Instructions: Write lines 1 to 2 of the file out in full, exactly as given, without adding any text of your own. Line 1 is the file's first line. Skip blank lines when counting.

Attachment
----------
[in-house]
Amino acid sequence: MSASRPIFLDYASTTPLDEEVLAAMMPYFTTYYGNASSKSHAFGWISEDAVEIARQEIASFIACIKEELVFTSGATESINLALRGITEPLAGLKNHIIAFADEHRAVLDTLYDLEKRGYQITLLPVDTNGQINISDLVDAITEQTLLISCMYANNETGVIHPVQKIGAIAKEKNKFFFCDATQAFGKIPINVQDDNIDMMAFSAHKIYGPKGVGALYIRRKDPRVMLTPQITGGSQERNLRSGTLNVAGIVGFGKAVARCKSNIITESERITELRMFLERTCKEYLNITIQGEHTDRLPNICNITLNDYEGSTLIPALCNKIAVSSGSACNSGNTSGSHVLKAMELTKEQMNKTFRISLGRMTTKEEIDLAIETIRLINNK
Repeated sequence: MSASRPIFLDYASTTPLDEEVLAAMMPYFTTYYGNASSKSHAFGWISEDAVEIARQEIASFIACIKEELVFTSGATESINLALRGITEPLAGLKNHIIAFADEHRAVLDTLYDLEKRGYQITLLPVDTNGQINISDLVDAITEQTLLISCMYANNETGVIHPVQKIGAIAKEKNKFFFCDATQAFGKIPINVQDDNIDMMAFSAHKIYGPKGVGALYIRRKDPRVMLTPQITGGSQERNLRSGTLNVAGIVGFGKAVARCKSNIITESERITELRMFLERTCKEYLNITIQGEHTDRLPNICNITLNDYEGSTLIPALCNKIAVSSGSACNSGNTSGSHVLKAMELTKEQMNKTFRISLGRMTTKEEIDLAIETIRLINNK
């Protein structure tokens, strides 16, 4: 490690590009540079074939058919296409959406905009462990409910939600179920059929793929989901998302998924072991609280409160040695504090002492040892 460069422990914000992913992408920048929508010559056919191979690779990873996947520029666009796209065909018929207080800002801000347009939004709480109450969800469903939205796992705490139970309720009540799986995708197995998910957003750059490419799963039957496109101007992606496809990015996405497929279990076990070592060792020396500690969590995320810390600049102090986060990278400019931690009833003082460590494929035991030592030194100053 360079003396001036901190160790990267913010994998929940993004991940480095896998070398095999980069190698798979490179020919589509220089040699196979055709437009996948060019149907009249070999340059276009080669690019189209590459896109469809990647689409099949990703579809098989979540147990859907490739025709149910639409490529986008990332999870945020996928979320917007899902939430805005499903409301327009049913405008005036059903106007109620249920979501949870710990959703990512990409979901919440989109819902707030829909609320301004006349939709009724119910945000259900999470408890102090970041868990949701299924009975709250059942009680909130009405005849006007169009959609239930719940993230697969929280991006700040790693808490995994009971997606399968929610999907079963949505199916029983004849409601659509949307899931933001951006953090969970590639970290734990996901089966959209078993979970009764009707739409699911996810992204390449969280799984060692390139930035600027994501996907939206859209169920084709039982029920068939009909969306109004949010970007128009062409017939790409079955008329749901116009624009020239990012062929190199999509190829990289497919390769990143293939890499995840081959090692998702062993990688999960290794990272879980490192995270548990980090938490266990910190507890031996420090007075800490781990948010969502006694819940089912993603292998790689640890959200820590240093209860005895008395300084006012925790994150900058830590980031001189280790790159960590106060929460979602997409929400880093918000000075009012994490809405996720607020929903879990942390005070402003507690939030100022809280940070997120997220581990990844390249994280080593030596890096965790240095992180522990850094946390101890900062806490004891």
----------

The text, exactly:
[in-house]
Amino acid sequence: MSASRPIFLDYASTTPLDEEVLAAMMPYFTTYYGNASSKSHAFGWISEDAVEIARQEIASFIACIKEELVFTSGATESINLALRGITEPLAGLKNHIIAFADEHRAVLDTLYDLEKRGYQITLLPVDTNGQINISDLVDAITEQTLLISCMYANNETGVIHPVQKIGAIAKEKNKFFFCDATQAFGKIPINVQDDNIDMMAFSAHKIYGPKGVGALYIRRKDPRVMLTPQITGGSQERNLRSGTLNVAGIVGFGKAVARCKSNIITESERITELRMFLERTCKEYLNITIQGEHTDRLPNICNITLNDYEGSTLIPALCNKIAVSSGSACNSGNTSGSHVLKAMELTKEQMNKTFRISLGRMTTKEEIDLAIETIRLINNK